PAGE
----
Wednesday, 12 Dec 2018

Why was buying the central bank difficult to guess the gold market?

The gold market was taken by surprise when two of the largest economies in Eastern Europe, Poland and Hungary, made scarce purchases in recent months. Why central banks buy gold is often a major topic of market speculation. Have Poland and Hungary raised concerns about economic conditions? Did they reduce exposure to the dollar? Or maybe protect yourself from possible sanctions from the European Union?

1. Why do central banks have gold?

Mainly to diversify their reserves. Gold – a finite asset as opposed to a fiat currency – can help stabilize economies in times of market turbulence. Bullion has a historical appeal as a haven of peace and protection against inflation. And gold is negatively correlated with the dollar, which means that its value often rises when global demand for the US dollar falls. Gold holdings of central banks have jumped over the past decade, driven mainly by Russia, China and Kazakhstan, among other countries. Central banks now hold more than 33,000 tonnes of this metal, about one-fifth of all gold ever mined.

2. Why are the purchases from Poland and Hungary surprising?

These are the first major gold purchases by an EU country for more than 10 years. "The gold market was used to, and was still expecting, purchases by the central bank" from Asian countries and the former Soviet Union, "but purchases from EU members it was totally unexpected, "said Carsten Menke, commodity analyst at Julius Baer & Co. in Zurich. Coincidentally or not, Poland and Hungary are also the two countries that are confusing the European liberal order. Both are run by populists who have exploited a rich source of frustration among those who feel left behind by the post-communist transformation and the economic system that provoked the 2008 global financial crisis.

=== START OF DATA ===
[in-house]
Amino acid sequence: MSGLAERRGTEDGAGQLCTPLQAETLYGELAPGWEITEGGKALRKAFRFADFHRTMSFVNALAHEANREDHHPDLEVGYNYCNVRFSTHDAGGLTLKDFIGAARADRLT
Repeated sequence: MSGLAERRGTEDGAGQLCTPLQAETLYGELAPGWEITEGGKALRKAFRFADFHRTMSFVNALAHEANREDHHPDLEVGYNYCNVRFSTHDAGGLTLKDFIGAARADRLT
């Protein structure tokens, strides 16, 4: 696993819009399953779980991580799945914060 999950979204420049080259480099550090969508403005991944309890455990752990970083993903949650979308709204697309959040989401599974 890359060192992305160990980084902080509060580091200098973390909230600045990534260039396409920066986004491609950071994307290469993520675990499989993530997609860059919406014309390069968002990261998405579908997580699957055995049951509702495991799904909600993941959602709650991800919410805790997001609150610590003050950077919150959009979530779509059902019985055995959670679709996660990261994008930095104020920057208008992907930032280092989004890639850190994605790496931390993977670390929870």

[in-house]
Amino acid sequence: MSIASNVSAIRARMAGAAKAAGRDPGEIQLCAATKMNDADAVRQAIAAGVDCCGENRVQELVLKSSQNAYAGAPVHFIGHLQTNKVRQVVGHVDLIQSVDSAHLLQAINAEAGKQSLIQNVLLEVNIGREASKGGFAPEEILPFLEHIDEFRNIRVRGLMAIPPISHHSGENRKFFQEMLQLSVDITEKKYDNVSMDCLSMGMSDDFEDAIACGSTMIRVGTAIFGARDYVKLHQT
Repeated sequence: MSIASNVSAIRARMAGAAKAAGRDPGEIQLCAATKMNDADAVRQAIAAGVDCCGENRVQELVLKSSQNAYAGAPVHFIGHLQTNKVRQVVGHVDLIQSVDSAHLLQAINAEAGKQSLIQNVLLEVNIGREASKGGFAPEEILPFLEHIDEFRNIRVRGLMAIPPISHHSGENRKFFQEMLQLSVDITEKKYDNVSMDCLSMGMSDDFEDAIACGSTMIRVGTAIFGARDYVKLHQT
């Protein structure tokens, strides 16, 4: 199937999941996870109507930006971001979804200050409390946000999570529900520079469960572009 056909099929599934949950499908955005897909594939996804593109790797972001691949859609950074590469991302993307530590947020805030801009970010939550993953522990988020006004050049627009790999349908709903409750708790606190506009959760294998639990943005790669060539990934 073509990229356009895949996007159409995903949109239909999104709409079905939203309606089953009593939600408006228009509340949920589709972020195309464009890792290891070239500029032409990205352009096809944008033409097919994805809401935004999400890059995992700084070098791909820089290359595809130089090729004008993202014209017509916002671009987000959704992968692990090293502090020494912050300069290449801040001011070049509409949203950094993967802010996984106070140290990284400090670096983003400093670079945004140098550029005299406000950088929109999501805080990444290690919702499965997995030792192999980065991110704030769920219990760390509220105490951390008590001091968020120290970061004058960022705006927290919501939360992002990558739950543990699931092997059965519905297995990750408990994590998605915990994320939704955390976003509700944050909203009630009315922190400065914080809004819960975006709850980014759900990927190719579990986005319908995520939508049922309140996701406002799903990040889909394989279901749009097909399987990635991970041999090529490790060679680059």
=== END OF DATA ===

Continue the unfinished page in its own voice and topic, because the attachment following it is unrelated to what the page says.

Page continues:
3. What speculations did Poland and Hungary trigger?

It was said that the two countries were trying to "prepare for a potential currency crisis" if global inflation increased; to prepare in case Russia begins to settle transactions with gold; or to assert their independence vis-à-vis the Brussels-based EU leadership. Some analysts have said that both countries may want to protect themselves against the uncertainties of possible sanctions by the European Parliament. Others have pointed to attempts by some countries to move away from the dollar-denominated financial system. Russia, for example, a major buyer of gold, has reduced its holdings in US dollars this year.

4. What are the reasons given by Poland and Hungary?

The governor of the Hungarian central bank, Gyorgy Matolcsy, said the 10-fold increase in gold holdings in October was a way to make the nation's wealth safer. It has also helped to align the share of gold in its reserves with that of other countries in the region. Poland declined to comment on its purchases, but some analysts said the recent drop in gold to the lows for more than a year had helped make the metal more attractive.

5. Will it be a trend in Eastern Europe?

It is too early to say, but countries with relatively small assets may be more likely to buy. For example, bullion accounts for about 4% of Hungarian and Polish reserves, compared with at least 58% for Germany, Italy and France. According to Julius Baer, ​​emerging market countries – especially regular buyers – will likely continue to be added. Ukraine has reduced its holdings by more than 40% compared to its 2014 peak. That countries like Romania, the Czech Republic and Lithuania do the same with purchases still to guess.

6. Will these purchases affect prices?

Although Poland and Hungary continue to buy, they are unlikely to have a significant impact on prices. So far, their purchases are still modest compared to Russia's additions this year and central banks may account for less than 10% of total gold demand. More than the amount of purchases, the incursions of Poland and Hungary into gold may be of more interest to the market for what they report about the role of bullion in the monetary system. The metal also tends to react less to variations in supply and demand than other commodities, often acting more like a currency and an echo chamber for concerns about the economy. .

7. Will the other central banks continue to buy?

Analysts expect global gold reserves to continue to grow, although their pace has slowed in recent years. Central banks will probably buy about 350 tonnes of gold this year and 300 tonnes in 2019, according to JPMorgan Chase & Co.

To contact the reporter about this story: Rupert Rowling in London at

To contact the makers of this story: Lynn Thomasson at, Nicholas Larkin, Laurence Arnold

© 2018 Bloomberg L.P.


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